Moving an aging parent from their home to an assisted living facility is a difficult and emotional choice for adult children and their parents to make. When parents suffer from diseases like stroke or dementia that may affect their ability to directly assert their preferences, the process can become even more burdensome. Children may be left feeling overwhelmed, uncertain, and guilt-ridden. Involving the parent in the decision-making and respecting their choices is one way to help alleviate some of the burden and to help ensure the parent's satisfaction in their new residence.
It is easy to assume that because someone can no longer speak that they can no longer express their wishes. Getting used to talking with someone who can't speak back takes a little practice as it can be unsettling, but it can be done:
- Always speak directly to the parent and make eye contact
- Ask questions that can be answered with a 'yes' or 'no' when possible
- Use both verbal and visual cues – for example point to or pick up the object that you are discussing
- Offer limited choices if the parent is struggling with decisions
- Be alert to subtle signs of confusion and/or distress – looking at the floor, teary eyes, crossed arms, body turning away from you, furrowed brow, etc.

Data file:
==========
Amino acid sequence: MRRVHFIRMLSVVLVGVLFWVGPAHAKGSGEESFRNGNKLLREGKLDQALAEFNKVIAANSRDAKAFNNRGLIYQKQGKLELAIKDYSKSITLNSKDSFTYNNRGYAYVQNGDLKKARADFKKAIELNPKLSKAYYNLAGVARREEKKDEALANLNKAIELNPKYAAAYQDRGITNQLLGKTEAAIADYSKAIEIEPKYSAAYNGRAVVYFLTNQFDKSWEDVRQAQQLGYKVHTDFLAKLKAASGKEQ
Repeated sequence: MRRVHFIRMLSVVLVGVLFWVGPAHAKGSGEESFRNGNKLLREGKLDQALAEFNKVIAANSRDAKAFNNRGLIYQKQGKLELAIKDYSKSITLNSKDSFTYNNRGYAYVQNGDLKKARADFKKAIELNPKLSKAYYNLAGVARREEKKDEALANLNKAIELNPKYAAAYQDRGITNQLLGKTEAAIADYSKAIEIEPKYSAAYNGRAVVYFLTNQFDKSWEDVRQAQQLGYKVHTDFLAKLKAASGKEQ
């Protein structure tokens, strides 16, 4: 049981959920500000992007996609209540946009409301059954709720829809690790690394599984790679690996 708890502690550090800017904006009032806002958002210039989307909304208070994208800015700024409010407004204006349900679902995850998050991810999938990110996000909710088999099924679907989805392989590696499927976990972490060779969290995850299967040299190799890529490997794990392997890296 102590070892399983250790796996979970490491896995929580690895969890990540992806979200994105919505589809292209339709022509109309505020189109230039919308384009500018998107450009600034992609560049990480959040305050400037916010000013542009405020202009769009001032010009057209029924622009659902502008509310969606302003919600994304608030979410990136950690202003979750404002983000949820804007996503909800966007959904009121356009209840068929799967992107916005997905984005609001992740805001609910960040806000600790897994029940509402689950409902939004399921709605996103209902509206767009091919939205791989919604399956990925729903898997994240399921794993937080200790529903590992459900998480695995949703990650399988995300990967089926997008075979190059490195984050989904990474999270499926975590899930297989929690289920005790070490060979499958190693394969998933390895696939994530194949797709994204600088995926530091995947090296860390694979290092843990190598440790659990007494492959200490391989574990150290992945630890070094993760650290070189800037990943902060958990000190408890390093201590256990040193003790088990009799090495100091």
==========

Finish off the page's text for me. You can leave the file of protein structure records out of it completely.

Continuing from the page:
- Use positive language and phrases – emphasize all the things that they will be able to do in their new home rather than outline the things that they can no longer do
- Recognize that things that seem like trash to you may be their treasure and don't ridicule their choices or ask for explanations
- Choose words carefully – refer to their new residence as their home, not their care facility, nursing home, assisted living residence
- Remind them that you will continue to see them regularly – many aging parents fear isolation more than anything else
Find out before the move how many and what type of personal items are allowed. Whenever possible, move cherished items into the new residence ahead of time, so that their favorite things are there for them to see and hold on arrival. Optimally, the parent can decide what these will be, but if they are unable to, look around to see what things are closest to their favorite areas in their home and choose from those. Instead of asking what the person wants to take, offer a choice between two similar items in order to minimize distress and be compliant with the facilities guidelines on personal belongings. Include as many photos and personal mementos as possible. Also consider placing fresh flowers or other decorative items to enhance their welcome and sense of comfort.
Hire Professional Help
There are many moving and packing services that specialize in helping older adults move into smaller residences. They will have useful ideas on what to do with items that are no longer practical to keep and they are sensitive to aging parent's needs. They are also generally able to execute the move over several days, which is often more palatable than an abrupt transition. To learn more about packing services, contact a company like Bekins Van Lines Inc.
With some forethought and planning, this potentially distressing change can be made a lot more bearable for everyone.Share